Condor Airlines operates seasonal nonstop flights between Germany and Whitehorse with the Boeing 767-300ER jetliner which is the largest aircraft to serve the airport with scheduled passenger flights.[12]

Historical airline service

Commencing in the early 1940s, scheduled passenger service was operated by Fort St. John, British Columbia; Fort Nelson, British Columbia and Watson Lake, Yukon. Other destinations in the Yukon as well as Fairbanks, Alaska were also served by Canadian Pacific during the mid 1940s with these flights subsequently being discontinued.[14] CP Air served Whitehorse during the 1970s with Boeing 737-200 jetliners with direct, no change of plane flights to all of the above named destinations in Canada.[15][16] Other Canadian Pacific flights into the airport over the years were operated with such twin engine prop aircraft as the Lockheed Model 18 Lodestar, the Douglas DC-3, the Convair 240, and with the larger, four engine Douglas DC-6B prop aircraft and Bristol Britannia turboprops.[17] CP Air was subsequently acquired by Pacific Western Airlines with the combined air carriers then operating as Canadian Airlines International.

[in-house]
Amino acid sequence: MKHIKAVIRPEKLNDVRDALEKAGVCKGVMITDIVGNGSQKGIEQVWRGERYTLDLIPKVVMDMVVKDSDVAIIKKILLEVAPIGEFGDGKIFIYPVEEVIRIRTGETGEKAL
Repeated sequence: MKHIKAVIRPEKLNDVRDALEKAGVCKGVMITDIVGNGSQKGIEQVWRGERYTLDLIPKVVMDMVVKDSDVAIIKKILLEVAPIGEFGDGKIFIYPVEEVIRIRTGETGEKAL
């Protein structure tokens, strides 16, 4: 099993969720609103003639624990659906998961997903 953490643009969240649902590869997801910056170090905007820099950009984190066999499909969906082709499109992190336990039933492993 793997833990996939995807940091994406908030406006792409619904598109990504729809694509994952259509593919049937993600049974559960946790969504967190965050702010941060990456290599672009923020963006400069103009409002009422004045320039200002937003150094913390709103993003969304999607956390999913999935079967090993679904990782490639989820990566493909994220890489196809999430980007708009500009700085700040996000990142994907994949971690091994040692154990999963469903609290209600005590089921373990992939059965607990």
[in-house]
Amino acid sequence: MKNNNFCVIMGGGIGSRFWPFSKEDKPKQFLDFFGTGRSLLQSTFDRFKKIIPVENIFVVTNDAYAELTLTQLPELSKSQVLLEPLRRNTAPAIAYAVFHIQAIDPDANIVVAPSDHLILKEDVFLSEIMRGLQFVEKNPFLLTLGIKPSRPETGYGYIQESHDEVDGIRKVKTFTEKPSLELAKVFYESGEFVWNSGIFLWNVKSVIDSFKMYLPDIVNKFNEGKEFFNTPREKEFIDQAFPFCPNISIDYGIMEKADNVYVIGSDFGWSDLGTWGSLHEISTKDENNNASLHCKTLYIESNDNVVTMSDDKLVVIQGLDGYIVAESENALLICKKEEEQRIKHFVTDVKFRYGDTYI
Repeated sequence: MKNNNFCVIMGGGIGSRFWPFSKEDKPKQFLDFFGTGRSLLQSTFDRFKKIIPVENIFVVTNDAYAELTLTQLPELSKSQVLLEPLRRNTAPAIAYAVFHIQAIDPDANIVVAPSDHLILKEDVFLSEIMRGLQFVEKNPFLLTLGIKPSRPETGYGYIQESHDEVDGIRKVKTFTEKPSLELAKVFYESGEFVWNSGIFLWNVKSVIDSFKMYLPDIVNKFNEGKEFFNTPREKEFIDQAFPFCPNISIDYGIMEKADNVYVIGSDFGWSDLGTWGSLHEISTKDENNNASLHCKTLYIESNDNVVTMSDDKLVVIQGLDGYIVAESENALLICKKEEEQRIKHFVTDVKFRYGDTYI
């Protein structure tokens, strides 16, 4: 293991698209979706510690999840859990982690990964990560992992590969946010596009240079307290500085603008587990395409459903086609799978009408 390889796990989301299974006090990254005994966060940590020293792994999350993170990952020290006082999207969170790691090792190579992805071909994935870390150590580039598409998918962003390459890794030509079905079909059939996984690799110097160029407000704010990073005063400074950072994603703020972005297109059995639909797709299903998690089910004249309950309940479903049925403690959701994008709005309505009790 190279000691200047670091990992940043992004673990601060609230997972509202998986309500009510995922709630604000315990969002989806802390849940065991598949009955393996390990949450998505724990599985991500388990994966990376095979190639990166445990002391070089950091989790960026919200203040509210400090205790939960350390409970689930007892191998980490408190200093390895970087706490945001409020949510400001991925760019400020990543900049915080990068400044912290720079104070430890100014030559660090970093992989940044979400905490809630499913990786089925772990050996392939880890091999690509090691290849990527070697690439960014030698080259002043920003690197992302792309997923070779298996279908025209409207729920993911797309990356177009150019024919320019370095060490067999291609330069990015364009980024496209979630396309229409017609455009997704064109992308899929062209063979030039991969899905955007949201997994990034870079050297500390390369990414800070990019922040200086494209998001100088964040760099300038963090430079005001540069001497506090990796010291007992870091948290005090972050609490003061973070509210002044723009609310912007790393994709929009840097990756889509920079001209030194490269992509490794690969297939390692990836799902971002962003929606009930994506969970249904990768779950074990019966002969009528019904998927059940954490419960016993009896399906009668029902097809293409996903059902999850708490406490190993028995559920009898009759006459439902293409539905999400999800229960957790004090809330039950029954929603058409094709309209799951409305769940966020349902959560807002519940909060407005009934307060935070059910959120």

U.S.-based Pan American World Airways (Pan Am) served Whitehorse during the early 1960s as part of a route linking Seattle with Alaska. Pan Am operated Douglas DC-4 followed by Douglas DC-6B propliners into the airport on a routing of Seattle-Ketchikan-Juneau-Whitehorse-Fairbanks-Galena-Nome route.[18]

Several Alaska-based airlines also served Whitehorse in the past. During the 1970s, Wien Air Alaska operated Boeing 737-200 jetliners as well as Fairchild F-27 turboprops into the airport with Anchorage-Fairbanks-Whitehorse-Juneau routings.[19] Era Aviation operated Convair 580 turboprop aircraft nonstop between Anchorage and Whitehorse during the 1980s.[20]